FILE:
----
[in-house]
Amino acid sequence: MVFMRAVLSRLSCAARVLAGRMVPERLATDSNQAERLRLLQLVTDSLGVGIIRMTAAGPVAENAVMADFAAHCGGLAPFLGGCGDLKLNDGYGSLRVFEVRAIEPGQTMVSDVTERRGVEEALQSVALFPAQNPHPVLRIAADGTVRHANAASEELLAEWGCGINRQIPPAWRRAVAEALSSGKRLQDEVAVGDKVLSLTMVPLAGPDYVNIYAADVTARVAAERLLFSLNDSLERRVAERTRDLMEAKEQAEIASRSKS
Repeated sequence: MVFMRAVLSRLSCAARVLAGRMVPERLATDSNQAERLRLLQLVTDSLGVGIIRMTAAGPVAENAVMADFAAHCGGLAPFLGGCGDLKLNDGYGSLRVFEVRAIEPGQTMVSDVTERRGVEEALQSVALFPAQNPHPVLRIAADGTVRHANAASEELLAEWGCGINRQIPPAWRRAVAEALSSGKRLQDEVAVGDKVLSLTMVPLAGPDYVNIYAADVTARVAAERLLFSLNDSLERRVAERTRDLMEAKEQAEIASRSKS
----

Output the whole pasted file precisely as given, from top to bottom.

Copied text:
[in-house]
Amino acid sequence: MVFMRAVLSRLSCAARVLAGRMVPERLATDSNQAERLRLLQLVTDSLGVGIIRMTAAGPVAENAVMADFAAHCGGLAPFLGGCGDLKLNDGYGSLRVFEVRAIEPGQTMVSDVTERRGVEEALQSVALFPAQNPHPVLRIAADGTVRHANAASEELLAEWGCGINRQIPPAWRRAVAEALSSGKRLQDEVAVGDKVLSLTMVPLAGPDYVNIYAADVTARVAAERLLFSLNDSLERRVAERTRDLMEAKEQAEIASRSKS
Repeated sequence: MVFMRAVLSRLSCAARVLAGRMVPERLATDSNQAERLRLLQLVTDSLGVGIIRMTAAGPVAENAVMADFAAHCGGLAPFLGGCGDLKLNDGYGSLRVFEVRAIEPGQTMVSDVTERRGVEEALQSVALFPAQNPHPVLRIAADGTVRHANAASEELLAEWGCGINRQIPPAWRRAVAEALSSGKRLQDEVAVGDKVLSLTMVPLAGPDYVNIYAADVTARVAAERLLFSLNDSLERRVAERTRDLMEAKEQAEIASRSKS